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How it all started

Here goes my first post.  I suppose it makes sense to start at the beginning and give a sense of the order of events leading up to Isaiah's diagnosis.

October 12, 2011
Seven days into Isaiah's preschool career he comes down with a fever.  I assumed that it was just a virus that he caught at school, as everyone knows that daycares/preschools are a basically germ-filled petri dishes.  I give him Tylenol to try to keep the fever down.

October 13, 2011
Isaiah continues to have a fever (between 38C and 39.5C), so more Tylenol is given.  He then has two episodes of diarrhea, so I decide to reduce the variety of foods he is eating.  My pediatrician always recommends that we take our kids off dairy when they have diarrhea, so don't allow Isaiah to have any milk.

October 14, 2011
The fever returns as soon as the Tylenol wears off, so we continue administering the maximum dosage allowed per day.  Isaiah also continues to have diarrhea and not much of an appetite.  We have been feeding him mostly pedialyte and water, with a few crackers here and there.  Isaiah hasn't been interested in playing and spends most of the time watching TV and sleeping.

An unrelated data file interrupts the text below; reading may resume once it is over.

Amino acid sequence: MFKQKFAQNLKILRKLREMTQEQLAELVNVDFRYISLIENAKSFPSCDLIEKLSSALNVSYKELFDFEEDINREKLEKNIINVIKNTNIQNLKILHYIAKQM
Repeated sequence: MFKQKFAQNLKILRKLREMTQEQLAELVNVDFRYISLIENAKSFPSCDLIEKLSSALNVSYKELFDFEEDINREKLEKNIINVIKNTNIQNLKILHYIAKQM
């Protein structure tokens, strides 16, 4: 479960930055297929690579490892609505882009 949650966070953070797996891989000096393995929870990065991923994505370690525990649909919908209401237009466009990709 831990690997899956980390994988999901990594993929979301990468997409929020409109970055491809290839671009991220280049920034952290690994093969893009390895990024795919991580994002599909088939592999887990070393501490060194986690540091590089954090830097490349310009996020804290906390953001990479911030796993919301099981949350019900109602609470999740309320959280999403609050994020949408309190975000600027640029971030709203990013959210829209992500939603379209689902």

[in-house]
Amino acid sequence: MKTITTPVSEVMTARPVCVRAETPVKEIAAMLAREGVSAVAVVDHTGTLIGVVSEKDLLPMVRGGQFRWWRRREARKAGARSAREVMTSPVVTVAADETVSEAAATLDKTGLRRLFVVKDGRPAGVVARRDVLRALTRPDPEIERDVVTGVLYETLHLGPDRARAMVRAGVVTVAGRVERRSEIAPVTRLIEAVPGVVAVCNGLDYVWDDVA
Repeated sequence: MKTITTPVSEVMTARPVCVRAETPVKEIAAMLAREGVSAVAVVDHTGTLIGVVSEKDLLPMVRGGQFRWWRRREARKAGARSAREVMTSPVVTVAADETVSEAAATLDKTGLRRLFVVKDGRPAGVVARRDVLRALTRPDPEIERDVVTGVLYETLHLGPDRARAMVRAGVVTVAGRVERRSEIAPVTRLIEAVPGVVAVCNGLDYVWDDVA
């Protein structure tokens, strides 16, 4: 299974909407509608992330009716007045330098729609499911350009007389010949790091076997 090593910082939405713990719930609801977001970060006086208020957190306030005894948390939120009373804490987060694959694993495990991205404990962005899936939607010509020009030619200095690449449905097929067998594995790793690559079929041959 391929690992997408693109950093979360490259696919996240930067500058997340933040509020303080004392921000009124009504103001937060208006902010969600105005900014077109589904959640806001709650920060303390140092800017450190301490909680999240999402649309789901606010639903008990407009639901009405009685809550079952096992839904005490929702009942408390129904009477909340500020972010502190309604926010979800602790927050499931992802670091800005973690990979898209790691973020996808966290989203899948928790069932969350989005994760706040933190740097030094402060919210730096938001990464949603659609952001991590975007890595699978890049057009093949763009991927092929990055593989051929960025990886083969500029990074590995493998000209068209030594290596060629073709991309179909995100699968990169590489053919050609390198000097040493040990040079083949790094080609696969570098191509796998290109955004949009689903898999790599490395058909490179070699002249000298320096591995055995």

October 15, 2011
That morning we noticed that Isaiah hadn't been rotating his head and complains that it hurts when we touch his neck.  Subsequently, we notice that he is developing two large, matching red, swollen bumps on his neck located where the lymph nodes are.  We are concerned that he has meningitis (based on the neck pain) or something else, so we decide to take him to the children's walk in clinic.  Of course, the closer of the two clinics recommended to us by our pediatrician is closing soon (because no kids get sick on a Saturday AFTER 1 pm), so I head down to the clinic on the Danforth.

I retell the symptoms of the past few days to the doctor and show him Isaiah's red, swollen bumps.  The first thing he says is "Well, I haven't ever seen this before."  Nice.  Just what you want to hear from the walk in clinic doctor.  He ends up diagnosing Isaiah with having a virus and concluding that the neck pain is from general flu aches (told to apply hot compress) and that the red spots are due to the swollen neck muscles irritating the lymph nodes.  The doctor instructs me to keep administering the Tylenol and goes on to say that it's okay to give him milk even though he has diarrhea, contrary to what my regular pediatrician says.